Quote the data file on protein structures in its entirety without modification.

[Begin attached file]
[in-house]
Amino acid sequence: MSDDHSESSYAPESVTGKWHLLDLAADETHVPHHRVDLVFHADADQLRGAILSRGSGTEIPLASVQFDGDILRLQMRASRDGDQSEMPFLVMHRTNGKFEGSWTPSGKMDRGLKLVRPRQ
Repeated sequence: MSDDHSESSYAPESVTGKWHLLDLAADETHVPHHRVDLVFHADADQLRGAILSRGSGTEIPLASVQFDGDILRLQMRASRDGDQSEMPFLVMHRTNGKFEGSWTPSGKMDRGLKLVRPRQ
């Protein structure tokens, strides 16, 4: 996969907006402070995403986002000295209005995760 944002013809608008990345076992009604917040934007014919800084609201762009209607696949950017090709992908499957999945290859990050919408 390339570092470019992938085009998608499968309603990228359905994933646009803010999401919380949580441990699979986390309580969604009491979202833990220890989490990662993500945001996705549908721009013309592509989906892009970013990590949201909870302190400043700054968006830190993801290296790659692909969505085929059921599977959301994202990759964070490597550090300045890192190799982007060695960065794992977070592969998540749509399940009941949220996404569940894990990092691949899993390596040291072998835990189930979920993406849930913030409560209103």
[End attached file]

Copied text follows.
[in-house]
Amino acid sequence: MSDDHSESSYAPESVTGKWHLLDLAADETHVPHHRVDLVFHADADQLRGAILSRGSGTEIPLASVQFDGDILRLQMRASRDGDQSEMPFLVMHRTNGKFEGSWTPSGKMDRGLKLVRPRQ
Repeated sequence: MSDDHSESSYAPESVTGKWHLLDLAADETHVPHHRVDLVFHADADQLRGAILSRGSGTEIPLASVQFDGDILRLQMRASRDGDQSEMPFLVMHRTNGKFEGSWTPSGKMDRGLKLVRPRQ
């Protein structure tokens, strides 16, 4: 996969907006402070995403986002000295209005995760 944002013809608008990345076992009604917040934007014919800084609201762009209607696949950017090709992908499957999945290859990050919408 390339570092470019992938085009998608499968309603990228359905994933646009803010999401919380949580441990699979986390309580969604009491979202833990220890989490990662993500945001996705549908721009013309592509989906892009970013990590949201909870302190400043700054968006830190993801290296790659692909969505085929059921599977959301994202990759964070490597550090300045890192190799982007060695960065794992977070592969998540749509399940009941949220996404569940894990990092691949899993390596040291072998835990189930979920993406849930913030409560209103």